Kuffour happy to be with D.C. United
At last, D.C. United has officially welcomed its newest young prospect. Midfielder Nana Kuffour has at last been signed to a contract, after months of waiting for paperwork to arrive from his previous club in Ghana.
An unheralded teenager who emigrated to the U.S. earlier this year, Nana was so impressive in a local amateur league that spectators suggested he contact D.C. United. Since an early-season trial, has won over coaches and teammates alike with his skill, work rate, and enthusiasm.
That enthusiasm is palpable.
"I came here almost four months ago, and I really appreciate what they've done for me," he says. "(D.C. United) like me very much and they wanted me to play, and they were still waiting for my papers. No team would do that, and no coach would do that ... thank God my papers are in now."
Nana has also benefited from the presence of another African-born youth, Freddy Adu. The two youths speak the same Ghanaian dialect and have become fast friends, with Adu helping Nana adjust not only to life in the United States, but to D.C.'s clubhouse routine.
"Freddy is my brother, I love him," said Nana with a smile. "We do everything together. I don't have any (family) here, I have only my friends, and my colleagues. I have my colleagues Nellie (team captain Ryan Nelsen), Ben Olsen, Freddy, everybody. I really appreciate how they like me."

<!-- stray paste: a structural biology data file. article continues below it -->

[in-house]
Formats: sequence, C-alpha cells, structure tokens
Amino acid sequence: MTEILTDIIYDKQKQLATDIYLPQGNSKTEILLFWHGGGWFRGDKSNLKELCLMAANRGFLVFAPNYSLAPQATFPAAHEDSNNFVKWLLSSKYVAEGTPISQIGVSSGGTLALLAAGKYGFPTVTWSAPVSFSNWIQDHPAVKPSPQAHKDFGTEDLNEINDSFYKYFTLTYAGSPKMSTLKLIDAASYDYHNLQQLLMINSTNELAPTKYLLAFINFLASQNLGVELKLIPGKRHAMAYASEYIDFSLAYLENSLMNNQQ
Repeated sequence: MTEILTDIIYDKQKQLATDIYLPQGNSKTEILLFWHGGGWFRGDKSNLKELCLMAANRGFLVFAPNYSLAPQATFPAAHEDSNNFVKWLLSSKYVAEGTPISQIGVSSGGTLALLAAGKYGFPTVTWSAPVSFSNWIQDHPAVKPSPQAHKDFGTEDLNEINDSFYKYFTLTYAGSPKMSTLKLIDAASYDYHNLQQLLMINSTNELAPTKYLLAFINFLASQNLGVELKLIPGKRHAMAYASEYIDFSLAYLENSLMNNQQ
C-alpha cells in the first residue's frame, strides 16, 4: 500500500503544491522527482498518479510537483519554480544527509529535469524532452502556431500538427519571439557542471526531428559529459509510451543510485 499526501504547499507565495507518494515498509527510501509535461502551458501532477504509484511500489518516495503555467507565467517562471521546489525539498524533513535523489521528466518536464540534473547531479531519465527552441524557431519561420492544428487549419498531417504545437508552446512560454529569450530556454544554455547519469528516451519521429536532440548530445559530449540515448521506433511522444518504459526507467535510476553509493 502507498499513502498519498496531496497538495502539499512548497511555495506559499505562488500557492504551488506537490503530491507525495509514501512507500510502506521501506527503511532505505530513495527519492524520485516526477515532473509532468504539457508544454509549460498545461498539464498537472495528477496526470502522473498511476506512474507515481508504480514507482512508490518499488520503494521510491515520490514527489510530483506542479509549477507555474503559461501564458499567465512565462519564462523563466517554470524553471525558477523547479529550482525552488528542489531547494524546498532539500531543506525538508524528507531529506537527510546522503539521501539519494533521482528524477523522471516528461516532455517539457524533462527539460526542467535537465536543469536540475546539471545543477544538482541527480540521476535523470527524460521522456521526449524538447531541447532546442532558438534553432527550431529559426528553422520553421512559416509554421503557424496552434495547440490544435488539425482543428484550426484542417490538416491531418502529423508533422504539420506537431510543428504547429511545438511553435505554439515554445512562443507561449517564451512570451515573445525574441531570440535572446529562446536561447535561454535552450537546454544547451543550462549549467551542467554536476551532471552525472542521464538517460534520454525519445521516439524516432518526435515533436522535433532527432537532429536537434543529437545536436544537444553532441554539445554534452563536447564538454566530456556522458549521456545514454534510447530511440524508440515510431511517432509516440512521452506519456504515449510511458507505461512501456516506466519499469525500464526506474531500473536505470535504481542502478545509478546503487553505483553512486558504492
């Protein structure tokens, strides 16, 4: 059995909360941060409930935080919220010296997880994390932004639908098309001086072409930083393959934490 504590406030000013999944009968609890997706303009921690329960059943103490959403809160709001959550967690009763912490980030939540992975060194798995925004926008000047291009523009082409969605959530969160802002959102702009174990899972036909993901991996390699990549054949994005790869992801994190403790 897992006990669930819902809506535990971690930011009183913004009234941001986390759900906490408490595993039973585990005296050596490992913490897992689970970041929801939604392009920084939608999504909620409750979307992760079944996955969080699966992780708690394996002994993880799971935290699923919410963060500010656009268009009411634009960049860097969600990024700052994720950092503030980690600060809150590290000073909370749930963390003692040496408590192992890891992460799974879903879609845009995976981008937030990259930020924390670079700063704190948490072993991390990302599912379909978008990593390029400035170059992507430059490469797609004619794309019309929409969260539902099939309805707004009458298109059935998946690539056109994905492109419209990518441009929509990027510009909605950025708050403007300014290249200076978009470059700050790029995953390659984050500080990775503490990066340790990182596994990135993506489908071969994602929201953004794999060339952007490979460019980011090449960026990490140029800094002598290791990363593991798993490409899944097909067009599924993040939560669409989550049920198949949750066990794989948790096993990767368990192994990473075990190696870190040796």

Coach Peter Nowak has also been impressed with the creative midfielder's efforts thus far, and has been influential in Nana's continuing development as a player.
"I really love Peter," said the teenager. "I haven't met such a coach as him. (The coaching staff) likes me, they show me how to play, how to do everything. I really love them and I appreciate what they taught me."
Nana was expected to make his debut in a United uniform in last Wednesday's friendly match with Nottingham Forest, but an ankle injury sidelined him until this week.
"I don't understand it," he added. "Normally I don't get injuries. It was a shock to me. Now it's a little better. I'll be OK."
The injury is minor, but after consultation with Nana and team doctors, Novak played it safe.
"I was really disappointed that he didn't play this game," Nowak said, "but that was the call that he made with (team trainer) Brian (Goodstein), and I respect this.
"He's great, a very young kid, saying always good things. The players like him very much, so he's one of the team."
Nana, who has played for Ghana's Under-17 national team several times, typically plays in an attacking midfield position, but is most likely to play on the wing for United. For now, he is elated just to be on the squad, and speaks excitedly about his experience.
"I don't know how to describe it! Big-time soccer," he says. "If (only) we Ghanaians had known that the soccer was great here. The USA is great; if you don't have faith, you can't play here. Everybody trains hard - you won't see anybody walking. You have to be strong. They should stop crying, 'Europe, Europe, Europe.' Anywhere (you go) now, everybody plays soccer."